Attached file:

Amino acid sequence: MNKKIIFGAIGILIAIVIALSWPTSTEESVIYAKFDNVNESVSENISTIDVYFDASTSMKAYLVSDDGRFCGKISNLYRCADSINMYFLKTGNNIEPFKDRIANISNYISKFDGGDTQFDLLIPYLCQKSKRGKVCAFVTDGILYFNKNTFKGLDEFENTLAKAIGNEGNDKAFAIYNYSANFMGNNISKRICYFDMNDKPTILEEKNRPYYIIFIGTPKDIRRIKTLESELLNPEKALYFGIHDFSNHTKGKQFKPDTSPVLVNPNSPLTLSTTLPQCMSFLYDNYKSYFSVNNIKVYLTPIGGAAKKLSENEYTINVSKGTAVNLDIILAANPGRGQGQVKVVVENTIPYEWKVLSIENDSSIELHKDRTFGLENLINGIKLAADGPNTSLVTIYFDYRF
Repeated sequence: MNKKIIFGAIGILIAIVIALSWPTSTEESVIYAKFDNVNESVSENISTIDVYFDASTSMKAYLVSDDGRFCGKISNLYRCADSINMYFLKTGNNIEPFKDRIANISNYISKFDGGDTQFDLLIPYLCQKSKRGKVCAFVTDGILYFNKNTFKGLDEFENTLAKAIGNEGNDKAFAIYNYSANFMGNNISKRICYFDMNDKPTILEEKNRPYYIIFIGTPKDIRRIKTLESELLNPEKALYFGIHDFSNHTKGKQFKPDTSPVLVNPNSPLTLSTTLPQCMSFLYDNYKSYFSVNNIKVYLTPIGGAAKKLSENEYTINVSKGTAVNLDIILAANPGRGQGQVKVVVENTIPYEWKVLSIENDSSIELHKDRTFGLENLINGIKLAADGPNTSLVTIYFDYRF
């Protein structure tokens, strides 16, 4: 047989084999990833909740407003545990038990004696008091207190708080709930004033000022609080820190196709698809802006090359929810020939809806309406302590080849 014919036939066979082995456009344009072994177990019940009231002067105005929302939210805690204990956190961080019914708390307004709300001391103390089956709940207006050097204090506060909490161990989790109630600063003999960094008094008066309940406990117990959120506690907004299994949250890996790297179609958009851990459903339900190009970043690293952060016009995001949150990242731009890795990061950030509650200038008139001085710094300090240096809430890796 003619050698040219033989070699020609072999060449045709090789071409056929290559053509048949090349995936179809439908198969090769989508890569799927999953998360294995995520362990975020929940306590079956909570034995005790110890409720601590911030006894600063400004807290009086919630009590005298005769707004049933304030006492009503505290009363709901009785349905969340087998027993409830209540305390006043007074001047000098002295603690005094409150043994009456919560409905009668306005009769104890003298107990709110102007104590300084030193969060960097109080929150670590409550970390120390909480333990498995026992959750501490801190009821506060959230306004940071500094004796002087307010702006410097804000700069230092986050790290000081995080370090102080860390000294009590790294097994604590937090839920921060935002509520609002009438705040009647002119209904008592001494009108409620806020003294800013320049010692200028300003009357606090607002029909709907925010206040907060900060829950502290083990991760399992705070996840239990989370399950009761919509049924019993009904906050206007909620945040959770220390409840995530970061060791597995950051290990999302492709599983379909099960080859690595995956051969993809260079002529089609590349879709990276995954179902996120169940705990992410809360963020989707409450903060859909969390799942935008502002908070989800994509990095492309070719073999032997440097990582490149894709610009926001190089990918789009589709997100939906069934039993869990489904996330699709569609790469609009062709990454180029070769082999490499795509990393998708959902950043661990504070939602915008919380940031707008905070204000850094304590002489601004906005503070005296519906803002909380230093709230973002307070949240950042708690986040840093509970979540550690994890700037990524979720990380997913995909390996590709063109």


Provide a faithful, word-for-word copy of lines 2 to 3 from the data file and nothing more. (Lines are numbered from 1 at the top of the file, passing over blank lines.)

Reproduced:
Repeated sequence: MNKKIIFGAIGILIAIVIALSWPTSTEESVIYAKFDNVNESVSENISTIDVYFDASTSMKAYLVSDDGRFCGKISNLYRCADSINMYFLKTGNNIEPFKDRIANISNYISKFDGGDTQFDLLIPYLCQKSKRGKVCAFVTDGILYFNKNTFKGLDEFENTLAKAIGNEGNDKAFAIYNYSANFMGNNISKRICYFDMNDKPTILEEKNRPYYIIFIGTPKDIRRIKTLESELLNPEKALYFGIHDFSNHTKGKQFKPDTSPVLVNPNSPLTLSTTLPQCMSFLYDNYKSYFSVNNIKVYLTPIGGAAKKLSENEYTINVSKGTAVNLDIILAANPGRGQGQVKVVVENTIPYEWKVLSIENDSSIELHKDRTFGLENLINGIKLAADGPNTSLVTIYFDYRF
């Protein structure tokens, strides 16, 4: 047989084999990833909740407003545990038990004696008091207190708080709930004033000022609080820190196709698809802006090359929810020939809806309406302590080849 014919036939066979082995456009344009072994177990019940009231002067105005929302939210805690204990956190961080019914708390307004709300001391103390089956709940207006050097204090506060909490161990989790109630600063003999960094008094008066309940406990117990959120506690907004299994949250890996790297179609958009851990459903339900190009970043690293952060016009995001949150990242731009890795990061950030509650200038008139001085710094300090240096809430890796 003619050698040219033989070699020609072999060449045709090789071409056929290559053509048949090349995936179809439908198969090769989508890569799927999953998360294995995520362990975020929940306590079956909570034995005790110890409720601590911030006894600063400004807290009086919630009590005298005769707004049933304030006492009503505290009363709901009785349905969340087998027993409830209540305390006043007074001047000098002295603690005094409150043994009456919560409905009668306005009769104890003298107990709110102007104590300084030193969060960097109080929150670590409550970390120390909480333990498995026992959750501490801190009821506060959230306004940071500094004796002087307010702006410097804000700069230092986050790290000081995080370090102080860390000294009590790294097994604590937090839920921060935002509520609002009438705040009647002119209904008592001494009108409620806020003294800013320049010692200028300003009357606090607002029909709907925010206040907060900060829950502290083990991760399992705070996840239990989370399950009761919509049924019993009904906050206007909620945040959770220390409840995530970061060791597995950051290990999302492709599983379909099960080859690595995956051969993809260079002529089609590349879709990276995954179902996120169940705990992410809360963020989707409450903060859909969390799942935008502002908070989800994509990095492309070719073999032997440097990582490149894709610009926001190089990918789009589709997100939906069934039993869990489904996330699709569609790469609009062709990454180029070769082999490499795509990393998708959902950043661990504070939602915008919380940031707008905070204000850094304590002489601004906005503070005296519906803002909380230093709230973002307070949240950042708690986040840093509970979540550690994890700037990524979720990380997913995909390996590709063109």